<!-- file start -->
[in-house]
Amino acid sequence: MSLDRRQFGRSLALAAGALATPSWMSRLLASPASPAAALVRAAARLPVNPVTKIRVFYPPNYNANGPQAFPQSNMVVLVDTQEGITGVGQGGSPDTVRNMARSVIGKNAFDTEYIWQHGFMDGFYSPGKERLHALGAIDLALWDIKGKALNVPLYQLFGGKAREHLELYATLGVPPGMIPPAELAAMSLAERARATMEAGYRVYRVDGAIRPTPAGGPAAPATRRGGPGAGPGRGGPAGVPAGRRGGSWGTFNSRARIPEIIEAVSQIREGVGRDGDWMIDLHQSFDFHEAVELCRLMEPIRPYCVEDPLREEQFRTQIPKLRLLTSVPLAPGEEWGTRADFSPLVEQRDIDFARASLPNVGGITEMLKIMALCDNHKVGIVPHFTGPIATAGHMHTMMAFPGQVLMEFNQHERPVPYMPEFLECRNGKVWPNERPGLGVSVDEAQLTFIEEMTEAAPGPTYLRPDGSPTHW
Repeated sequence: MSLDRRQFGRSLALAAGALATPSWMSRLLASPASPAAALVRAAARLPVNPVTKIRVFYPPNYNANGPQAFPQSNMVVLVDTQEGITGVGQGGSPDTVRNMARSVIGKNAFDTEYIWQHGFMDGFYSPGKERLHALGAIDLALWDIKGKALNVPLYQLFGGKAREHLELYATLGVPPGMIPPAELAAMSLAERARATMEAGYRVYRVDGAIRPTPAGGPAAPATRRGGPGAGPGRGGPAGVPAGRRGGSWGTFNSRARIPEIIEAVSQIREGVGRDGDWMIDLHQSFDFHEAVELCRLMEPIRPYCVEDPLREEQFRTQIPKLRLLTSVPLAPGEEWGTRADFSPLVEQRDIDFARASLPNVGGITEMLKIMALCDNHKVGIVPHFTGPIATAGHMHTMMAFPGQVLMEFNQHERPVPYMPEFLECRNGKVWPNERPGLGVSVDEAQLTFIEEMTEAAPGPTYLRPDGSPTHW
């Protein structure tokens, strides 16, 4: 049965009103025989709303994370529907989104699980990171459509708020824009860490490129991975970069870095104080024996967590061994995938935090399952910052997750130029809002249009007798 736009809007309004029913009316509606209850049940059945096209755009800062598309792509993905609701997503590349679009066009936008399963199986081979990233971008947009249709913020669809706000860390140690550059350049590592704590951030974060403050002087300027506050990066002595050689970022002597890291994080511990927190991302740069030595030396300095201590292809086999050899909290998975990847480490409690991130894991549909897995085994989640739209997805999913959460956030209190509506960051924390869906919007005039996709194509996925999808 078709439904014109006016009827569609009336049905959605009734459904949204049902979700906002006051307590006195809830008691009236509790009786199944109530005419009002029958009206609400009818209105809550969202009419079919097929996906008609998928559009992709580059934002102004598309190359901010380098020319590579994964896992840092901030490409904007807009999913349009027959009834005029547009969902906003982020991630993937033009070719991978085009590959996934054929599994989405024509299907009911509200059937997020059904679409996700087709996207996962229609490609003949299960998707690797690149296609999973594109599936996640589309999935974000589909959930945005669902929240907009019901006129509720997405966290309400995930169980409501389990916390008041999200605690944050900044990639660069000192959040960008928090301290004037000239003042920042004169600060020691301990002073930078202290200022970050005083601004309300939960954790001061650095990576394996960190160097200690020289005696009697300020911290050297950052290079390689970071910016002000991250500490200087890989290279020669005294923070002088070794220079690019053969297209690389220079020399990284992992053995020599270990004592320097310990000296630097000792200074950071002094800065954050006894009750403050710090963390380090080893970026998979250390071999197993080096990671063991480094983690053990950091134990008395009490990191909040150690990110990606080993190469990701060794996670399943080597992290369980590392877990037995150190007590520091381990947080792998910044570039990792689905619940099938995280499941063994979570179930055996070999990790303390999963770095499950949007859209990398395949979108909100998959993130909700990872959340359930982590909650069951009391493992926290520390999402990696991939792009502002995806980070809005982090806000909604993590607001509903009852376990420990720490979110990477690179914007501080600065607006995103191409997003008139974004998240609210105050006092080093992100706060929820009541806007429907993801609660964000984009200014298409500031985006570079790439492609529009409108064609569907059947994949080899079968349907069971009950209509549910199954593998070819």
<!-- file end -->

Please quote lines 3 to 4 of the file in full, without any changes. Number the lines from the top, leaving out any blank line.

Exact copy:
Repeated sequence: MSLDRRQFGRSLALAAGALATPSWMSRLLASPASPAAALVRAAARLPVNPVTKIRVFYPPNYNANGPQAFPQSNMVVLVDTQEGITGVGQGGSPDTVRNMARSVIGKNAFDTEYIWQHGFMDGFYSPGKERLHALGAIDLALWDIKGKALNVPLYQLFGGKAREHLELYATLGVPPGMIPPAELAAMSLAERARATMEAGYRVYRVDGAIRPTPAGGPAAPATRRGGPGAGPGRGGPAGVPAGRRGGSWGTFNSRARIPEIIEAVSQIREGVGRDGDWMIDLHQSFDFHEAVELCRLMEPIRPYCVEDPLREEQFRTQIPKLRLLTSVPLAPGEEWGTRADFSPLVEQRDIDFARASLPNVGGITEMLKIMALCDNHKVGIVPHFTGPIATAGHMHTMMAFPGQVLMEFNQHERPVPYMPEFLECRNGKVWPNERPGLGVSVDEAQLTFIEEMTEAAPGPTYLRPDGSPTHW
């Protein structure tokens, strides 16, 4: 049965009103025989709303994370529907989104699980990171459509708020824009860490490129991975970069870095104080024996967590061994995938935090399952910052997750130029809002249009007798 736009809007309004029913009316509606209850049940059945096209755009800062598309792509993905609701997503590349679009066009936008399963199986081979990233971008947009249709913020669809706000860390140690550059350049590592704590951030974060403050002087300027506050990066002595050689970022002597890291994080511990927190991302740069030595030396300095201590292809086999050899909290998975990847480490409690991130894991549909897995085994989640739209997805999913959460956030209190509506960051924390869906919007005039996709194509996925999808 078709439904014109006016009827569609009336049905959605009734459904949204049902979700906002006051307590006195809830008691009236509790009786199944109530005419009002029958009206609400009818209105809550969202009419079919097929996906008609998928559009992709580059934002102004598309190359901010380098020319590579994964896992840092901030490409904007807009999913349009027959009834005029547009969902906003982020991630993937033009070719991978085009590959996934054929599994989405024509299907009911509200059937997020059904679409996700087709996207996962229609490609003949299960998707690797690149296609999973594109599936996640589309999935974000589909959930945005669902929240907009019901006129509720997405966290309400995930169980409501389990916390008041999200605690944050900044990639660069000192959040960008928090301290004037000239003042920042004169600060020691301990002073930078202290200022970050005083601004309300939960954790001061650095990576394996960190160097200690020289005696009697300020911290050297950052290079390689970071910016002000991250500490200087890989290279020669005294923070002088070794220079690019053969297209690389220079020399990284992992053995020599270990004592320097310990000296630097000792200074950071002094800065954050006894009750403050710090963390380090080893970026998979250390071999197993080096990671063991480094983690053990950091134990008395009490990191909040150690990110990606080993190469990701060794996670399943080597992290369980590392877990037995150190007590520091381990947080792998910044570039990792689905619940099938995280499941063994979570179930055996070999990790303390999963770095499950949007859209990398395949979108909100998959993130909700990872959340359930982590909650069951009391493992926290520390999402990696991939792009502002995806980070809005982090806000909604993590607001509903009852376990420990720490979110990477690179914007501080600065607006995103191409997003008139974004998240609210105050006092080093992100706060929820009541806007429907993801609660964000984009200014298409500031985006570079790439492609529009409108064609569907059947994949080899079968349907069971009950209509549910199954593998070819």